Y: I think I was really moving through complicated types of loss. The first thing was that I wanted to write a book specifically to grieve a relationship. But then, I realized that I couldn’t write about the relationship without writing about the not-so-great parts about me, particularly around emotional abuse and really naming that. And then, I also had this experience of realizing that I wanted to talk about a more complicated part of being a trans person. And to speak to the part of transitioning that is supposed to be really happy but is actually quite complicated. I’m someone who thinks of my body as a very good friend of mine, and I really struggled with what is the right way to honor my body and honor myself. I have a whole inner conversation between my body and the things that I wanted for my future, and I tried to capture that in the book around top surgery stuff.

So, for me, it was about understanding and working in the poetry to learn what I thought about both these things and other things in the collection. It was not cut and dry like something’s not there and it’s sad, and let’s move on. It wasn’t a good riddance story either. I was really asking myself, can I have all of these things? And I think that’s also what the title evokes for me. There’s partly a dream of the person who is in a field that cannot be crossed, in some way, or cannot be had in its totality, unlike Georgi Graham’s, “Dream of the Unified Field”. 


CA: And the idea of being something that you can see in a peripheral and like you said, it’s hard to maneuver through that. I do like that concept. The poems in this collection have this feeling of intimacy but also vulnerability. I think that’s one of the things I appreciated in your book because it made me feel a deeper connection to what you were trying to move yourself through. I did appreciate that because I reflected a lot about myself. I think a lot of times like you said, it’s really difficult to decide to write about these moments. I’m really glad that you talked about that. Because I think it’s those moments that make connections to whoever encounters the writing. What do you hope your readers will take from this book?

Y: Oh man, well I believe that poetry is collaborative. All literature is collaborative, but I think poetry in particular because of the ways that space distance, and silence are important to the experience of it. I feel as though when a reader comes to the work, what I hope happens for them is that they find a reason to collaborate deeply, emotionally. I don’t think there’s just one takeaway necessarily for that reason. I can say for myself that I learned that, I mean, I learned a lot of things from the process of writing it, but I learned very much about how I in particular choose to continue loving past the expiration date or inhalation date. And how to hold all of those things and how I’ve always been holding all of those things in literature. I think for me memory will always be the puzzle that I’m trying to solve and, thankfully, I’ll never solve it. My hope is that someone will come across the book, and feel moved, and find it useful for how they might contemplate their life in the ways that you did. So, thank you.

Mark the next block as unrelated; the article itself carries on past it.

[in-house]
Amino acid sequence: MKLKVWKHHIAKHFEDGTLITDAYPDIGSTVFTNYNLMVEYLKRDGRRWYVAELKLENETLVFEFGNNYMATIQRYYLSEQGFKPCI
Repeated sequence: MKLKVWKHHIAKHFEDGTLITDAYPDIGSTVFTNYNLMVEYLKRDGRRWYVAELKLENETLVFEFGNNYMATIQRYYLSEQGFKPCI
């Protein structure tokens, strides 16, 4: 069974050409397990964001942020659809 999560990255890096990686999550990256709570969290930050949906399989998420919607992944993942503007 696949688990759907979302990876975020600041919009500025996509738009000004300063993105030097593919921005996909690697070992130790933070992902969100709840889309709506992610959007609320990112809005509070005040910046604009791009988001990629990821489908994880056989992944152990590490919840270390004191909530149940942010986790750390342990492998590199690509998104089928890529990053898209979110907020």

CA: Well this has been a very great conversation. I am honored to have this conversation with you. I do hope that many people will pick up the book, Dream of the Divided Field because the book has a lot to say about the “self.” The book has a lot to say, like you said, about memory and how we choose to carry those memories. Though it may be very hard at times, I think it’s a very good book to read and reflect upon. I know that this book will probably be on my shelf as one that I would go back to, refer back to because there are certain books that I do that with. So, I do appreciate the fact that I was able to read the book and share some of those reflections within myself that you provided. 

Y: I’m really happy that we got a chance to talk. I really appreciate that. That’s really an honor to be one of the rereads. I know because I also have those books. 

What I’ve been telling people to do is if you read some of those poems, and you feel as though it reminds you of someone, I hope that people will write in the books. And then send it to them and it can be a little traveling keepsake of communities. 


CA: I think that’s a wonderful idea. Well, thank you for your time again, and hopefully, we’ll talk again. 

Y: Yeah, absolutely, thank you so much.


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My Blues

Tell me it will be enough. Tell me it will be enough to wipe away the spreading stain of blue.